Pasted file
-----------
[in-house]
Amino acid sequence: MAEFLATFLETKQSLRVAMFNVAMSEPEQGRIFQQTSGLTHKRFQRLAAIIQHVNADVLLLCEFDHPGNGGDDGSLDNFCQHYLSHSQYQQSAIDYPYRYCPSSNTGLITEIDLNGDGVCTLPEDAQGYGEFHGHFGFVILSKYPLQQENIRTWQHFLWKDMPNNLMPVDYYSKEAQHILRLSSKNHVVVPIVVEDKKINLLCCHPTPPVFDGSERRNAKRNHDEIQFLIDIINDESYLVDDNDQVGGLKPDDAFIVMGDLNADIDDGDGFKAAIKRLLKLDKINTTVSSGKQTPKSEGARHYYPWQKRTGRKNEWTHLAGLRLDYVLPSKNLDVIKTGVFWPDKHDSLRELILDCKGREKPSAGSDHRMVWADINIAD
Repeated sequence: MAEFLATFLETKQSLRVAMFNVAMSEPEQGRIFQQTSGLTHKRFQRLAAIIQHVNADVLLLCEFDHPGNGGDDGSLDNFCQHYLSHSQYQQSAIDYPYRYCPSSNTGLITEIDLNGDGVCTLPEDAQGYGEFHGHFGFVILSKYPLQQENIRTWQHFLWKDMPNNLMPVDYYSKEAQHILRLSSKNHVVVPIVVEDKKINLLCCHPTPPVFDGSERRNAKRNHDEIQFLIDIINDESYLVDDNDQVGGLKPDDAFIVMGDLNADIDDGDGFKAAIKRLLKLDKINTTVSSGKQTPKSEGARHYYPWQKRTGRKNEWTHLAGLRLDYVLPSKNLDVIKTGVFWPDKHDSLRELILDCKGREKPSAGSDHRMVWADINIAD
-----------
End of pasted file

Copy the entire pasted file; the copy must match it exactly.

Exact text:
[in-house]
Amino acid sequence: MAEFLATFLETKQSLRVAMFNVAMSEPEQGRIFQQTSGLTHKRFQRLAAIIQHVNADVLLLCEFDHPGNGGDDGSLDNFCQHYLSHSQYQQSAIDYPYRYCPSSNTGLITEIDLNGDGVCTLPEDAQGYGEFHGHFGFVILSKYPLQQENIRTWQHFLWKDMPNNLMPVDYYSKEAQHILRLSSKNHVVVPIVVEDKKINLLCCHPTPPVFDGSERRNAKRNHDEIQFLIDIINDESYLVDDNDQVGGLKPDDAFIVMGDLNADIDDGDGFKAAIKRLLKLDKINTTVSSGKQTPKSEGARHYYPWQKRTGRKNEWTHLAGLRLDYVLPSKNLDVIKTGVFWPDKHDSLRELILDCKGREKPSAGSDHRMVWADINIAD
Repeated sequence: MAEFLATFLETKQSLRVAMFNVAMSEPEQGRIFQQTSGLTHKRFQRLAAIIQHVNADVLLLCEFDHPGNGGDDGSLDNFCQHYLSHSQYQQSAIDYPYRYCPSSNTGLITEIDLNGDGVCTLPEDAQGYGEFHGHFGFVILSKYPLQQENIRTWQHFLWKDMPNNLMPVDYYSKEAQHILRLSSKNHVVVPIVVEDKKINLLCCHPTPPVFDGSERRNAKRNHDEIQFLIDIINDESYLVDDNDQVGGLKPDDAFIVMGDLNADIDDGDGFKAAIKRLLKLDKINTTVSSGKQTPKSEGARHYYPWQKRTGRKNEWTHLAGLRLDYVLPSKNLDVIKTGVFWPDKHDSLRELILDCKGREKPSAGSDHRMVWADINIAD